Instead, I went with the GCP SQL Proxy helm chart.

Install Infrastructure Applications

I want my cluster to provide various services above just plain network services.  Most importantly, I want to gather performance data from applications and provide standard SSO services.

For SSO, I’m using Keycloak.  Don’t forget to configure it to use your SQL proxy and configure an ingress.  I wrote a long post about how to use that for Gitlab and WordPress, and we’ll be doing that here as well (not WordPress), though I’ll only provide the changes to the Gitlab configuration for setting things up using helm here.

For monitoring, I’m using Prometheus.  Many applications (such as Gitlab) include Prometheus in their helm charts, but I prefer to have a single instance shared among all the cluster applications.  This of course means, we’ll have to disable Prometheus in Gitlab.  Prometheus relies on persistent storage, so that’s a bit of a bummer.  I want to look into some of the cloud-native monitoring tools as a replacement.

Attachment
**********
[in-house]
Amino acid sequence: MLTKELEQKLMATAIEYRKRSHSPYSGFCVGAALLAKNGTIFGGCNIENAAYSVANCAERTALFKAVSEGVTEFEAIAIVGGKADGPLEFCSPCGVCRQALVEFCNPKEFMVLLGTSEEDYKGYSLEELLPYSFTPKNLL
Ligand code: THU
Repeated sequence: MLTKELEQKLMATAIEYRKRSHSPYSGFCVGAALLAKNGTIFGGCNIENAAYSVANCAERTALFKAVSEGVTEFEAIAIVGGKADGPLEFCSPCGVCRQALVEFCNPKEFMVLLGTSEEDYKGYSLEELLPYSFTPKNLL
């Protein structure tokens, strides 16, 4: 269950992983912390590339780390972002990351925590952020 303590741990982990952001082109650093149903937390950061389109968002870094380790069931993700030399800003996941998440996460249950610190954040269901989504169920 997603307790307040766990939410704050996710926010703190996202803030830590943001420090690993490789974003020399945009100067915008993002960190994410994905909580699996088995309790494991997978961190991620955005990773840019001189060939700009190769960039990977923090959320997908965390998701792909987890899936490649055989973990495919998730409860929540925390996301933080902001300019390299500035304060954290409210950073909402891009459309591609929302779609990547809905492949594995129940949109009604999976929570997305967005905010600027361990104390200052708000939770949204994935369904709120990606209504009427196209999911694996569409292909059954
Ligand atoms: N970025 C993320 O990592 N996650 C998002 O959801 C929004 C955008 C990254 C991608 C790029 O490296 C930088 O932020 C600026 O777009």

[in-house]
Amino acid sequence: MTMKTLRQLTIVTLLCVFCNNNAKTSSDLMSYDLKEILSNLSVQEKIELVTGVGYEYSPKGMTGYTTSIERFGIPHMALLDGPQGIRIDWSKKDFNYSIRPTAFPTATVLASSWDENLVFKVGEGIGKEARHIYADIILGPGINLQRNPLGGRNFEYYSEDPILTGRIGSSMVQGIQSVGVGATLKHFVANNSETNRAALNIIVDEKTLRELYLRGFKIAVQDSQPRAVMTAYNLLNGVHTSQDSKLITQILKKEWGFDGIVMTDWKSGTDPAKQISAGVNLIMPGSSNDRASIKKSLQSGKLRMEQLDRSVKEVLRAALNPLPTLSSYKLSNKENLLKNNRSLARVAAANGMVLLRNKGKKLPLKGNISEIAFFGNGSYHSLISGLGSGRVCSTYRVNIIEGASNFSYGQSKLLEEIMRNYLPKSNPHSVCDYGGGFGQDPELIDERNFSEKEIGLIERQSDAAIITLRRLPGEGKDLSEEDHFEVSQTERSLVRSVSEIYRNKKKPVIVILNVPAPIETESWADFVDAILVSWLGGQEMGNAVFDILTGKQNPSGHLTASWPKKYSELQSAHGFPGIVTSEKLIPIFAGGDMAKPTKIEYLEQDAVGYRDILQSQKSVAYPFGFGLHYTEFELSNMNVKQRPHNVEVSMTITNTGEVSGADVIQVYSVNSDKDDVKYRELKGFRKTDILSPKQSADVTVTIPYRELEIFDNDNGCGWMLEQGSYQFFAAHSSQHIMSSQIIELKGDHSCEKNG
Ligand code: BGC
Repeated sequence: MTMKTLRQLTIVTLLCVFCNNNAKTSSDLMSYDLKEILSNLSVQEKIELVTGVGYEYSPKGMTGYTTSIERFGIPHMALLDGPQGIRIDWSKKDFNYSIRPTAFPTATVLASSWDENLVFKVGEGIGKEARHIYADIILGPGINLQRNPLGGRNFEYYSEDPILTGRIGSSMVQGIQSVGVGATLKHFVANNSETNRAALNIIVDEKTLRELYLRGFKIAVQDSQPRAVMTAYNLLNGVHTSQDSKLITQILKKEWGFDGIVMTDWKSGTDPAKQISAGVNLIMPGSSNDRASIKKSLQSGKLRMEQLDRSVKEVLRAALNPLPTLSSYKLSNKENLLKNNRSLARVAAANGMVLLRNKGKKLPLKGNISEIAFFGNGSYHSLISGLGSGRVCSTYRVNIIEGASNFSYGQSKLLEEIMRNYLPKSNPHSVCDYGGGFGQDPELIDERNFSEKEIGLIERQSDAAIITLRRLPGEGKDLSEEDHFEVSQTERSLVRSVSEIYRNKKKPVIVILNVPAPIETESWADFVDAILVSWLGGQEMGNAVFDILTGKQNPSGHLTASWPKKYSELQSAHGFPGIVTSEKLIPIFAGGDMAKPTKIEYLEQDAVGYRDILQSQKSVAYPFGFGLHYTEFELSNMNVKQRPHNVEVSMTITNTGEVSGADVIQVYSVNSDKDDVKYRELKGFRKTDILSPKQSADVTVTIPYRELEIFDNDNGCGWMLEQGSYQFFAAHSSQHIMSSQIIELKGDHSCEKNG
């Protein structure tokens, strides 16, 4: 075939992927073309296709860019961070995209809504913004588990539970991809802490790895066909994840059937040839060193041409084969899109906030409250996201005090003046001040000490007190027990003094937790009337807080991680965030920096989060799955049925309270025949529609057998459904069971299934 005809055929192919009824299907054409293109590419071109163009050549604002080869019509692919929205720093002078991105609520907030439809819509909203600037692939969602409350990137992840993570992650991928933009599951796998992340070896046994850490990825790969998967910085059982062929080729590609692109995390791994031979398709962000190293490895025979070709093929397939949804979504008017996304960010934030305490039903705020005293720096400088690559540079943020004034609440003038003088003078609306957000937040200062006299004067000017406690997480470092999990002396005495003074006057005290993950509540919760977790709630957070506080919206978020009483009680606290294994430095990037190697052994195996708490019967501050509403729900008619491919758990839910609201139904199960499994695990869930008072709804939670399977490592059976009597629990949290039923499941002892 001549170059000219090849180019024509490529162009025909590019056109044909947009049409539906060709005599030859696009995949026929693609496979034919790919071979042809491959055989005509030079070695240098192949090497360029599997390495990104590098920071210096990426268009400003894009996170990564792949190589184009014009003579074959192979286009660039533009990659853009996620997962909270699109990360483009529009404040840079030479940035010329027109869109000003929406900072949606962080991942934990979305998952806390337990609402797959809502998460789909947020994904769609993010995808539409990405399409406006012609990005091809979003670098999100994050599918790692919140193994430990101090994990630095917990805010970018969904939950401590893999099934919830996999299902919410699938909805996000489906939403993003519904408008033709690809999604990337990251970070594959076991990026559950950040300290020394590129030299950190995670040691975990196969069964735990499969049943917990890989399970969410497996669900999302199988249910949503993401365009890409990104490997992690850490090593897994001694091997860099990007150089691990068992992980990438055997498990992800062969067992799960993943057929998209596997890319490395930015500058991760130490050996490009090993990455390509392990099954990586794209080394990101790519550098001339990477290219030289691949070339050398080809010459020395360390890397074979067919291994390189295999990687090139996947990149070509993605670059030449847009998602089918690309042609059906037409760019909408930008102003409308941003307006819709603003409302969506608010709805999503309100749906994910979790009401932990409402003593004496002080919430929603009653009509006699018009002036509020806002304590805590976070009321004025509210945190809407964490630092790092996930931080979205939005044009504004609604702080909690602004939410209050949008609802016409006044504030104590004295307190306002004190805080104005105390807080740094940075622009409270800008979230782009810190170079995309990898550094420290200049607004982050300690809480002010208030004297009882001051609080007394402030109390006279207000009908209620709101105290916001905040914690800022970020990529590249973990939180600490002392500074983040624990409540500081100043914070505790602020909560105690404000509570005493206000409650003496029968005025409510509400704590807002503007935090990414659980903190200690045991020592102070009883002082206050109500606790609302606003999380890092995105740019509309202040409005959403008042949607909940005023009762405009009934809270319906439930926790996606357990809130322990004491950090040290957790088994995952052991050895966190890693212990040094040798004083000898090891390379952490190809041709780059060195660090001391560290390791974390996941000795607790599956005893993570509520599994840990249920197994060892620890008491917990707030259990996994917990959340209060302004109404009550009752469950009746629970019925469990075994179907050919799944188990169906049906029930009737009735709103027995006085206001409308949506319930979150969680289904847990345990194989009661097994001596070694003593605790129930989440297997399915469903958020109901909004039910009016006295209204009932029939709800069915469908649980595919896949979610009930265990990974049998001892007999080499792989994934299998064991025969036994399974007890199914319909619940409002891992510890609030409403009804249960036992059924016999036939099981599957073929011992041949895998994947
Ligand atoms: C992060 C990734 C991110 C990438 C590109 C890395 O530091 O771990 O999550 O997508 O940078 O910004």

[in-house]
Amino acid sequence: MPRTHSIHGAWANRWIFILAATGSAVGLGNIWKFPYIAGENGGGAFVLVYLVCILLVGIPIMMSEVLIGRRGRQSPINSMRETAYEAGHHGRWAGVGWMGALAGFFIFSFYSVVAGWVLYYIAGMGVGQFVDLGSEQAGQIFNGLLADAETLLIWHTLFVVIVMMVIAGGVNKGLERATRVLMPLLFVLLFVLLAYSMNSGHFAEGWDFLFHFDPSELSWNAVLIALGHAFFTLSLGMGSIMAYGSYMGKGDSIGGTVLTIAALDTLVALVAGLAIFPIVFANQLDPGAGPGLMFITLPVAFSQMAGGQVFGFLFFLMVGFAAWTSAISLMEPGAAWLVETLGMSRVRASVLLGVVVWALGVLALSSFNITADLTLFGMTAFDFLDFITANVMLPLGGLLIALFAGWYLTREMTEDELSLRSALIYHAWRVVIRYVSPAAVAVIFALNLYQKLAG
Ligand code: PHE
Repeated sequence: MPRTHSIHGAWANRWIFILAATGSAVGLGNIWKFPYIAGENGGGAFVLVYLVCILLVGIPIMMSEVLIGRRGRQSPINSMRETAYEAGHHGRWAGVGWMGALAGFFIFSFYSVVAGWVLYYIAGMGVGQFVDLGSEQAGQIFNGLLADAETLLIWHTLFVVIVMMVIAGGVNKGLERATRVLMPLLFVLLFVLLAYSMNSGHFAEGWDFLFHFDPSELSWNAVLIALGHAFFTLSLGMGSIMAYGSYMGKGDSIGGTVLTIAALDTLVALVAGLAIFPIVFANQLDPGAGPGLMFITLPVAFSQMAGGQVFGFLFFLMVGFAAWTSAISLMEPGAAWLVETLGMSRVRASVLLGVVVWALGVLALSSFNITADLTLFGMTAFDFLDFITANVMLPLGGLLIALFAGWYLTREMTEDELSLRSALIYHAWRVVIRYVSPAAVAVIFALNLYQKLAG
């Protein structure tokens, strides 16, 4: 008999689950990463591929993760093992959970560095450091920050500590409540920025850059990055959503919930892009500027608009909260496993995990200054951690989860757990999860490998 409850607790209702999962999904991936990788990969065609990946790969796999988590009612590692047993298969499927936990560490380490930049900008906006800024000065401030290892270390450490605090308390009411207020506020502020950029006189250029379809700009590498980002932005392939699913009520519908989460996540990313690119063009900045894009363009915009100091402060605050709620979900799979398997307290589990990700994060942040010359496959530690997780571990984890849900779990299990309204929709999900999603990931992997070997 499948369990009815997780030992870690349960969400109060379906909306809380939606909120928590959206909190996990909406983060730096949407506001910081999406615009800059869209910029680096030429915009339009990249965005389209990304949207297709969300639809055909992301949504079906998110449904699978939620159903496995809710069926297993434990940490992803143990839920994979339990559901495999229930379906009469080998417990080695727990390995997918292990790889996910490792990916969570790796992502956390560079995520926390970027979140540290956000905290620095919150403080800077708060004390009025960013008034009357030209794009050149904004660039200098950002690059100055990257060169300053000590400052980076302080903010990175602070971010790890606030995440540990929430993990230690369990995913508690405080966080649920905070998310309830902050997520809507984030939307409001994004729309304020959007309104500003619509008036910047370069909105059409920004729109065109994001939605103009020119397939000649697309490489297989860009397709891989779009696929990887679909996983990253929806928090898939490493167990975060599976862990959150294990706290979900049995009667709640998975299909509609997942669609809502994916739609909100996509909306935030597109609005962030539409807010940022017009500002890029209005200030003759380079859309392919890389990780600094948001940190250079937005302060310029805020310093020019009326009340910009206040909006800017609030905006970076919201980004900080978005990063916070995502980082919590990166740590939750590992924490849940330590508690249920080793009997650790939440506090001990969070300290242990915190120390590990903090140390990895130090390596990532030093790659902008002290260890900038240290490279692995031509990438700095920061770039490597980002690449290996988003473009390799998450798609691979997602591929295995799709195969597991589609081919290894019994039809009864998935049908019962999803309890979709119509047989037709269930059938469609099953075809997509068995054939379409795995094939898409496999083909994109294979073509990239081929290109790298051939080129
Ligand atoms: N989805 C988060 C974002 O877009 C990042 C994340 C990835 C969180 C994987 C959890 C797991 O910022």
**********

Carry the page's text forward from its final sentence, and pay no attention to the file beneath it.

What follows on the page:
For analyzing Prometheus data, I use Grafana.  It supports using persistent storage, but I have set it up to install plugins and set up dashboards in the helm configuration so we don’t need persistent storage.

Conclusion

At this point, we have a very good foundation for installing most applications: a generic Kubernetes cluster with a SQL database (PostgreSQL or MySQL as you prefer) and a reverse proxy that automatically directs to any configured services and fetches a high-quality TLS certificate.

Our cluster allows us to monitor performance and resources of our applications.  Best of all, most (except Prometheus) is completely ephemeral, so I can take down all applications and bring them back up, and all will work as before.  This includes configuration made is Keycloak, as this is stored in the database outside the cluster.

In the next part, we’ll get around to installing Gitlab itself into our cluster.

Time person of the year 2006, Nobel Peace Prize winner 2012.